(JTA) — The American Jewish University in Los Angeles is stopping its undergraduate admissions and phasing out its undergraduate curriculum.
The university, which has about 70 undergraduate students, said it is committed to ensuring that the enrolled students are able to complete their degrees.
“Our students come first, and we have notified them of these plans,” said Jeffrey Herbst, the university’s president. “Over the next few days we will be holding open forums to address the questions they have and have appointed an academic affairs liaison to provide ongoing support for these students.”
Herbst, who took over as president in July, said the university has “never been able to grow the undergraduate program to a size where it can provide a deep and broad educational experience.”
No other divisions within the university, including other academic programs such as the Ziegler School for Rabbinic Studies, Graduate Center for Jewish Education or Graduate School of Nonprofit Management, will be affected by the change, the university said in a statement issued Friday.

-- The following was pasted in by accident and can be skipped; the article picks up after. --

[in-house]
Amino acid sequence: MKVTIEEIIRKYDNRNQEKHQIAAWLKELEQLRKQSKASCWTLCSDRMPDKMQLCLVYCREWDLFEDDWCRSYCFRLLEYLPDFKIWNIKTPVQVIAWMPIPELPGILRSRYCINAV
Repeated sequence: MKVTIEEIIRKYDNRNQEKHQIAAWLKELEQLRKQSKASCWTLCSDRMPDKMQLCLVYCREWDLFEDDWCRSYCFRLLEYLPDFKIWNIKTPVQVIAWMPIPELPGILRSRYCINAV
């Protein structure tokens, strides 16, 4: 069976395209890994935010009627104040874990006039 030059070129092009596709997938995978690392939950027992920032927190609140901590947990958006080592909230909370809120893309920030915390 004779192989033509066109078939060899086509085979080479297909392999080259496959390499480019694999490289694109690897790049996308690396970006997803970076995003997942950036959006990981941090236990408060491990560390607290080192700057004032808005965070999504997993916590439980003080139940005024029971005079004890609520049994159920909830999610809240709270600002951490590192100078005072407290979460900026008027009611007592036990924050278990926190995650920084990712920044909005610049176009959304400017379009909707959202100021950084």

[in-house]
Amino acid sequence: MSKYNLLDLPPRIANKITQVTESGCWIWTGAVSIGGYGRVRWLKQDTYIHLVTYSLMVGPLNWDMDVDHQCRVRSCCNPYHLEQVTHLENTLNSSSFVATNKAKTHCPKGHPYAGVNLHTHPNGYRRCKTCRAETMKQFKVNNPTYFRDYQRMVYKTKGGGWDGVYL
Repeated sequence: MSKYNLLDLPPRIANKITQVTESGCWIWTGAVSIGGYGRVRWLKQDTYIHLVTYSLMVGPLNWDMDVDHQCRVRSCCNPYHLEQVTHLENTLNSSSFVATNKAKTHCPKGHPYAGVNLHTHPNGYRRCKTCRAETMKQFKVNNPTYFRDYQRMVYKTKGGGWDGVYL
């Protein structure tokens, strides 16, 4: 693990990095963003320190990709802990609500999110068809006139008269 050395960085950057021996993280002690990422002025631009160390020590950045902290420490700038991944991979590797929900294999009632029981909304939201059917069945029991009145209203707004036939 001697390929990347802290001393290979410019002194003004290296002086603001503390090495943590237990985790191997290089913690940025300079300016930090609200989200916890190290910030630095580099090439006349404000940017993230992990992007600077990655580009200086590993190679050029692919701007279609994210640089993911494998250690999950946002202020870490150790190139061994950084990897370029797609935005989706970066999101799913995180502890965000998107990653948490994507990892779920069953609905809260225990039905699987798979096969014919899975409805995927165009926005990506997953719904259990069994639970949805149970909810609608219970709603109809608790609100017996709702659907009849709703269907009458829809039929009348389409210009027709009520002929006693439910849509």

The university also said there will be no faculty layoffs associated with the decision and that the institution is “financially healthy.”
A task force is being created to come up with new programs that may be launched to serve the young adult population, the statement said.
In 2007, the University of Judaism merged with the Brandeis-Bardin Institute to form the American Jewish University, which offers community programming, degree programs and learning experiences. Among its programming is continuing education, arts and cultural events, a rabbinic school, graduate programs, outdoor experiential learning programs and summer camps.
The post American Jewish University in Los Angeles halts undergraduate admissions appeared first on Jewish Telegraphic Agency.